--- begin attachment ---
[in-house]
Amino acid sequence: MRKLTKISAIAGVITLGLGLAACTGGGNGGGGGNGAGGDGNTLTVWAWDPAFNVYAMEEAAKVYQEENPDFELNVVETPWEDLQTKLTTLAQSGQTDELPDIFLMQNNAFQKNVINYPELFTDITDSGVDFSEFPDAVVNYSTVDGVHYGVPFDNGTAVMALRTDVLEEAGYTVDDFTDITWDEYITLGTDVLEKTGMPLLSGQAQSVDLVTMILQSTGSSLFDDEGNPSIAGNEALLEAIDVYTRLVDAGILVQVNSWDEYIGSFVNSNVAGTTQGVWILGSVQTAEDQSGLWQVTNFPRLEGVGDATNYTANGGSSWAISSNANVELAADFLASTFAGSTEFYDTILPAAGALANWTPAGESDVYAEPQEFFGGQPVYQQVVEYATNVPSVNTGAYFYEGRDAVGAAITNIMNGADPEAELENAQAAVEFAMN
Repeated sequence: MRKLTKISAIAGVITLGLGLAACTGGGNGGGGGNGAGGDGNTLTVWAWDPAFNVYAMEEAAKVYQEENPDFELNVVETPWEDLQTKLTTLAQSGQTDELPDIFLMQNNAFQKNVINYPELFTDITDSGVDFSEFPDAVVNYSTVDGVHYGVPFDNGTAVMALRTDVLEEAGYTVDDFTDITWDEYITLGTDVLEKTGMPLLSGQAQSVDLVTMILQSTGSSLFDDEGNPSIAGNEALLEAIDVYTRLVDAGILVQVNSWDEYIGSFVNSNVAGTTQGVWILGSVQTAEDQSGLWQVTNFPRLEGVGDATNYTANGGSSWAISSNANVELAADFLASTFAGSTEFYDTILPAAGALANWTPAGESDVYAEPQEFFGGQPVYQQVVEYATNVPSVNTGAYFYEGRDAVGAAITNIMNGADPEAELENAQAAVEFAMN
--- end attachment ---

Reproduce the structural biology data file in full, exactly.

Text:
[in-house]
Amino acid sequence: MRKLTKISAIAGVITLGLGLAACTGGGNGGGGGNGAGGDGNTLTVWAWDPAFNVYAMEEAAKVYQEENPDFELNVVETPWEDLQTKLTTLAQSGQTDELPDIFLMQNNAFQKNVINYPELFTDITDSGVDFSEFPDAVVNYSTVDGVHYGVPFDNGTAVMALRTDVLEEAGYTVDDFTDITWDEYITLGTDVLEKTGMPLLSGQAQSVDLVTMILQSTGSSLFDDEGNPSIAGNEALLEAIDVYTRLVDAGILVQVNSWDEYIGSFVNSNVAGTTQGVWILGSVQTAEDQSGLWQVTNFPRLEGVGDATNYTANGGSSWAISSNANVELAADFLASTFAGSTEFYDTILPAAGALANWTPAGESDVYAEPQEFFGGQPVYQQVVEYATNVPSVNTGAYFYEGRDAVGAAITNIMNGADPEAELENAQAAVEFAMN
Repeated sequence: MRKLTKISAIAGVITLGLGLAACTGGGNGGGGGNGAGGDGNTLTVWAWDPAFNVYAMEEAAKVYQEENPDFELNVVETPWEDLQTKLTTLAQSGQTDELPDIFLMQNNAFQKNVINYPELFTDITDSGVDFSEFPDAVVNYSTVDGVHYGVPFDNGTAVMALRTDVLEEAGYTVDDFTDITWDEYITLGTDVLEKTGMPLLSGQAQSVDLVTMILQSTGSSLFDDEGNPSIAGNEALLEAIDVYTRLVDAGILVQVNSWDEYIGSFVNSNVAGTTQGVWILGSVQTAEDQSGLWQVTNFPRLEGVGDATNYTANGGSSWAISSNANVELAADFLASTFAGSTEFYDTILPAAGALANWTPAGESDVYAEPQEFFGGQPVYQQVVEYATNVPSVNTGAYFYEGRDAVGAAITNIMNGADPEAELENAQAAVEFAMN